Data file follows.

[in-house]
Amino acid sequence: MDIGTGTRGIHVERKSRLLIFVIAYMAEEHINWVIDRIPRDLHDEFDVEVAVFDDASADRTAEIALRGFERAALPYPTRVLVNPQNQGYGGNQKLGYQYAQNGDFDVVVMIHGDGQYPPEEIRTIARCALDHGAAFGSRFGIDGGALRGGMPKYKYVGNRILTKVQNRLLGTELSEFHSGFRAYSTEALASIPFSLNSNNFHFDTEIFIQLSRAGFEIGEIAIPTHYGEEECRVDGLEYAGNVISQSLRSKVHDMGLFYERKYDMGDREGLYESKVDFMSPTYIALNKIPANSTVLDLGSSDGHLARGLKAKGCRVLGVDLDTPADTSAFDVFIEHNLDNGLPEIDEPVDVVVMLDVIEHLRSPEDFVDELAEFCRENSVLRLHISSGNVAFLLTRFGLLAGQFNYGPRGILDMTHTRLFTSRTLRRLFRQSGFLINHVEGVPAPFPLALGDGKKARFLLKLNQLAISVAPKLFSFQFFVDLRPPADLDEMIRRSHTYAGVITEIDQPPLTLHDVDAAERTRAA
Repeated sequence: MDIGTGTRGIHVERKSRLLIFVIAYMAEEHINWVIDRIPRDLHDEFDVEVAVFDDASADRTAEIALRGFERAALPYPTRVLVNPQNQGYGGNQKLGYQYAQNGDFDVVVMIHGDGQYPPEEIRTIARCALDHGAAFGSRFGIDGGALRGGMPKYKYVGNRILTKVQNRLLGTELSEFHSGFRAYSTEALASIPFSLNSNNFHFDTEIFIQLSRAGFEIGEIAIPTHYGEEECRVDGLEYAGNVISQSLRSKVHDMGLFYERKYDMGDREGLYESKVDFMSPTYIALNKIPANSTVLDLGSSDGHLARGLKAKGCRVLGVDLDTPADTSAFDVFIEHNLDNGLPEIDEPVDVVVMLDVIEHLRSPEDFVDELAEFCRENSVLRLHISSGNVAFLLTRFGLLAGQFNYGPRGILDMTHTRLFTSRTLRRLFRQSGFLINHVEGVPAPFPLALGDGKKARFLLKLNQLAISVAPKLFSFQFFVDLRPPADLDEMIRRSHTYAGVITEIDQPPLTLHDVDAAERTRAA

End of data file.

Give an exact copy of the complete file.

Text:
[in-house]
Amino acid sequence: MDIGTGTRGIHVERKSRLLIFVIAYMAEEHINWVIDRIPRDLHDEFDVEVAVFDDASADRTAEIALRGFERAALPYPTRVLVNPQNQGYGGNQKLGYQYAQNGDFDVVVMIHGDGQYPPEEIRTIARCALDHGAAFGSRFGIDGGALRGGMPKYKYVGNRILTKVQNRLLGTELSEFHSGFRAYSTEALASIPFSLNSNNFHFDTEIFIQLSRAGFEIGEIAIPTHYGEEECRVDGLEYAGNVISQSLRSKVHDMGLFYERKYDMGDREGLYESKVDFMSPTYIALNKIPANSTVLDLGSSDGHLARGLKAKGCRVLGVDLDTPADTSAFDVFIEHNLDNGLPEIDEPVDVVVMLDVIEHLRSPEDFVDELAEFCRENSVLRLHISSGNVAFLLTRFGLLAGQFNYGPRGILDMTHTRLFTSRTLRRLFRQSGFLINHVEGVPAPFPLALGDGKKARFLLKLNQLAISVAPKLFSFQFFVDLRPPADLDEMIRRSHTYAGVITEIDQPPLTLHDVDAAERTRAA
Repeated sequence: MDIGTGTRGIHVERKSRLLIFVIAYMAEEHINWVIDRIPRDLHDEFDVEVAVFDDASADRTAEIALRGFERAALPYPTRVLVNPQNQGYGGNQKLGYQYAQNGDFDVVVMIHGDGQYPPEEIRTIARCALDHGAAFGSRFGIDGGALRGGMPKYKYVGNRILTKVQNRLLGTELSEFHSGFRAYSTEALASIPFSLNSNNFHFDTEIFIQLSRAGFEIGEIAIPTHYGEEECRVDGLEYAGNVISQSLRSKVHDMGLFYERKYDMGDREGLYESKVDFMSPTYIALNKIPANSTVLDLGSSDGHLARGLKAKGCRVLGVDLDTPADTSAFDVFIEHNLDNGLPEIDEPVDVVVMLDVIEHLRSPEDFVDELAEFCRENSVLRLHISSGNVAFLLTRFGLLAGQFNYGPRGILDMTHTRLFTSRTLRRLFRQSGFLINHVEGVPAPFPLALGDGKKARFLLKLNQLAISVAPKLFSFQFFVDLRPPADLDEMIRRSHTYAGVITEIDQPPLTLHDVDAAERTRAA